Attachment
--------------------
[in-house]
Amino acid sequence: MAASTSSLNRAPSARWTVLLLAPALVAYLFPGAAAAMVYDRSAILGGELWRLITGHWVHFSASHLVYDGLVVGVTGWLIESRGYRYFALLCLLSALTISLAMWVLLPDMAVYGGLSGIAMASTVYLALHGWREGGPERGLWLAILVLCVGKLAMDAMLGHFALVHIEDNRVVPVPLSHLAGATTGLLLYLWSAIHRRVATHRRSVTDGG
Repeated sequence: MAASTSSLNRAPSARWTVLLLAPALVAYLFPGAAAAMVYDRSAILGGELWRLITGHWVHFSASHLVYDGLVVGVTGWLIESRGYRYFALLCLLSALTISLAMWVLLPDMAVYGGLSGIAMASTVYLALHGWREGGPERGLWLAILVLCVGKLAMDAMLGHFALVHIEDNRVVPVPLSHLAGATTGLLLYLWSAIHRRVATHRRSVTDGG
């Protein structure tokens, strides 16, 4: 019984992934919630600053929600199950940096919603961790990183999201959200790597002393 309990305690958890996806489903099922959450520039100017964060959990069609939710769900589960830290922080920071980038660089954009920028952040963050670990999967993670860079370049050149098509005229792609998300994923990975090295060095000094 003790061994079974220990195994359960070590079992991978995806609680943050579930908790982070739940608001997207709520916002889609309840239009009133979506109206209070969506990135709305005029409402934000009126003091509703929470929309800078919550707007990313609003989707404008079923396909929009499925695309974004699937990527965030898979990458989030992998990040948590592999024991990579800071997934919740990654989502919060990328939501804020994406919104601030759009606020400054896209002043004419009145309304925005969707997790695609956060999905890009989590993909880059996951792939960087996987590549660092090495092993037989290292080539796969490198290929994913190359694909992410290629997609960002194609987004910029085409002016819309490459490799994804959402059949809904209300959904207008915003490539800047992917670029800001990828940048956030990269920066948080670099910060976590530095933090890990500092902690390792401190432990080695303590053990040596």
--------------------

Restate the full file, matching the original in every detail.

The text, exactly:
[in-house]
Amino acid sequence: MAASTSSLNRAPSARWTVLLLAPALVAYLFPGAAAAMVYDRSAILGGELWRLITGHWVHFSASHLVYDGLVVGVTGWLIESRGYRYFALLCLLSALTISLAMWVLLPDMAVYGGLSGIAMASTVYLALHGWREGGPERGLWLAILVLCVGKLAMDAMLGHFALVHIEDNRVVPVPLSHLAGATTGLLLYLWSAIHRRVATHRRSVTDGG
Repeated sequence: MAASTSSLNRAPSARWTVLLLAPALVAYLFPGAAAAMVYDRSAILGGELWRLITGHWVHFSASHLVYDGLVVGVTGWLIESRGYRYFALLCLLSALTISLAMWVLLPDMAVYGGLSGIAMASTVYLALHGWREGGPERGLWLAILVLCVGKLAMDAMLGHFALVHIEDNRVVPVPLSHLAGATTGLLLYLWSAIHRRVATHRRSVTDGG
């Protein structure tokens, strides 16, 4: 019984992934919630600053929600199950940096919603961790990183999201959200790597002393 309990305690958890996806489903099922959450520039100017964060959990069609939710769900589960830290922080920071980038660089954009920028952040963050670990999967993670860079370049050149098509005229792609998300994923990975090295060095000094 003790061994079974220990195994359960070590079992991978995806609680943050579930908790982070739940608001997207709520916002889609309840239009009133979506109206209070969506990135709305005029409402934000009126003091509703929470929309800078919550707007990313609003989707404008079923396909929009499925695309974004699937990527965030898979990458989030992998990040948590592999024991990579800071997934919740990654989502919060990328939501804020994406919104601030759009606020400054896209002043004419009145309304925005969707997790695609956060999905890009989590993909880059996951792939960087996987590549660092090495092993037989290292080539796969490198290929994913190359694909992410290629997609960002194609987004910029085409002016819309490459490799994804959402059949809904209300959904207008915003490539800047992917670029800001990828940048956030990269920066948080670099910060976590530095933090890990500092902690390792401190432990080695303590053990040596």